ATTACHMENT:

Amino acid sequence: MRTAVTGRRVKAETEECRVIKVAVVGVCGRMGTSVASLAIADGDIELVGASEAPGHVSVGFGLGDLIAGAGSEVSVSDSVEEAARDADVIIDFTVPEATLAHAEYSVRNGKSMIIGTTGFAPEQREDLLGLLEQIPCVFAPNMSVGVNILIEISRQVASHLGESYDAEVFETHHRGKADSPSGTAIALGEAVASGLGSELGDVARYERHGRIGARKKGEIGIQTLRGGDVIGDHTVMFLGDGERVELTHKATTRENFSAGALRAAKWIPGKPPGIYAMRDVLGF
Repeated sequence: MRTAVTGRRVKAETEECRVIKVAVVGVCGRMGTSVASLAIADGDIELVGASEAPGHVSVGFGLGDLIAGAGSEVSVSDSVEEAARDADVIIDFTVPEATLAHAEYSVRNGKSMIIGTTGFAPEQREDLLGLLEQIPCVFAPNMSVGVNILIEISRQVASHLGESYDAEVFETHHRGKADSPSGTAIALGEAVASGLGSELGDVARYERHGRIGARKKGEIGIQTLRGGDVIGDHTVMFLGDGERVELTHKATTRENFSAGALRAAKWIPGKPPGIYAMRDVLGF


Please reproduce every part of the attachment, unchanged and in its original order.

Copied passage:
Amino acid sequence: MRTAVTGRRVKAETEECRVIKVAVVGVCGRMGTSVASLAIADGDIELVGASEAPGHVSVGFGLGDLIAGAGSEVSVSDSVEEAARDADVIIDFTVPEATLAHAEYSVRNGKSMIIGTTGFAPEQREDLLGLLEQIPCVFAPNMSVGVNILIEISRQVASHLGESYDAEVFETHHRGKADSPSGTAIALGEAVASGLGSELGDVARYERHGRIGARKKGEIGIQTLRGGDVIGDHTVMFLGDGERVELTHKATTRENFSAGALRAAKWIPGKPPGIYAMRDVLGF
Repeated sequence: MRTAVTGRRVKAETEECRVIKVAVVGVCGRMGTSVASLAIADGDIELVGASEAPGHVSVGFGLGDLIAGAGSEVSVSDSVEEAARDADVIIDFTVPEATLAHAEYSVRNGKSMIIGTTGFAPEQREDLLGLLEQIPCVFAPNMSVGVNILIEISRQVASHLGESYDAEVFETHHRGKADSPSGTAIALGEAVASGLGSELGDVARYERHGRIGARKKGEIGIQTLRGGDVIGDHTVMFLGDGERVELTHKATTRENFSAGALRAAKWIPGKPPGIYAMRDVLGF